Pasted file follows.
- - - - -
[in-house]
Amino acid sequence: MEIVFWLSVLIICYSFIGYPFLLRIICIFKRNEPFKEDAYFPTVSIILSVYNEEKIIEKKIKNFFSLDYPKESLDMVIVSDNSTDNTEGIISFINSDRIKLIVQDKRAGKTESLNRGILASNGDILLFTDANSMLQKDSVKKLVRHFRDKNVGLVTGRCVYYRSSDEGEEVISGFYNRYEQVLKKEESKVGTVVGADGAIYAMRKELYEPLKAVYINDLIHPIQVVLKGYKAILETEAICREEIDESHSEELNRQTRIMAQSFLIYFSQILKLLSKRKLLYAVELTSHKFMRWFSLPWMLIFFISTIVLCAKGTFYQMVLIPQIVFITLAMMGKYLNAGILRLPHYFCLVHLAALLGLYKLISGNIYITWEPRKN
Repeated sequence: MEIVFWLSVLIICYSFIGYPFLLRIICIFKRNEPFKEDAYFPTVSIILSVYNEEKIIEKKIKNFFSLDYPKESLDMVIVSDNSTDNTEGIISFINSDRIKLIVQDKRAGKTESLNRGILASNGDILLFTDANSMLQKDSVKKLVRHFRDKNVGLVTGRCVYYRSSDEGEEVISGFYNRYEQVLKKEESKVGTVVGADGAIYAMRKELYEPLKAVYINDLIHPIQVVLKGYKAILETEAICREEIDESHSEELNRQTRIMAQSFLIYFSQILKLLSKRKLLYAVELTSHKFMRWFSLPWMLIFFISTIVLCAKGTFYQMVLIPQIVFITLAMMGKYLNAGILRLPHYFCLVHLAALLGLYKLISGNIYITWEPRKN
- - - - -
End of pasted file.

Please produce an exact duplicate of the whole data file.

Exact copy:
[in-house]
Amino acid sequence: MEIVFWLSVLIICYSFIGYPFLLRIICIFKRNEPFKEDAYFPTVSIILSVYNEEKIIEKKIKNFFSLDYPKESLDMVIVSDNSTDNTEGIISFINSDRIKLIVQDKRAGKTESLNRGILASNGDILLFTDANSMLQKDSVKKLVRHFRDKNVGLVTGRCVYYRSSDEGEEVISGFYNRYEQVLKKEESKVGTVVGADGAIYAMRKELYEPLKAVYINDLIHPIQVVLKGYKAILETEAICREEIDESHSEELNRQTRIMAQSFLIYFSQILKLLSKRKLLYAVELTSHKFMRWFSLPWMLIFFISTIVLCAKGTFYQMVLIPQIVFITLAMMGKYLNAGILRLPHYFCLVHLAALLGLYKLISGNIYITWEPRKN
Repeated sequence: MEIVFWLSVLIICYSFIGYPFLLRIICIFKRNEPFKEDAYFPTVSIILSVYNEEKIIEKKIKNFFSLDYPKESLDMVIVSDNSTDNTEGIISFINSDRIKLIVQDKRAGKTESLNRGILASNGDILLFTDANSMLQKDSVKKLVRHFRDKNVGLVTGRCVYYRSSDEGEEVISGFYNRYEQVLKKEESKVGTVVGADGAIYAMRKELYEPLKAVYINDLIHPIQVVLKGYKAILETEAICREEIDESHSEELNRQTRIMAQSFLIYFSQILKLLSKRKLLYAVELTSHKFMRWFSLPWMLIFFISTIVLCAKGTFYQMVLIPQIVFITLAMMGKYLNAGILRLPHYFCLVHLAALLGLYKLISGNIYITWEPRKN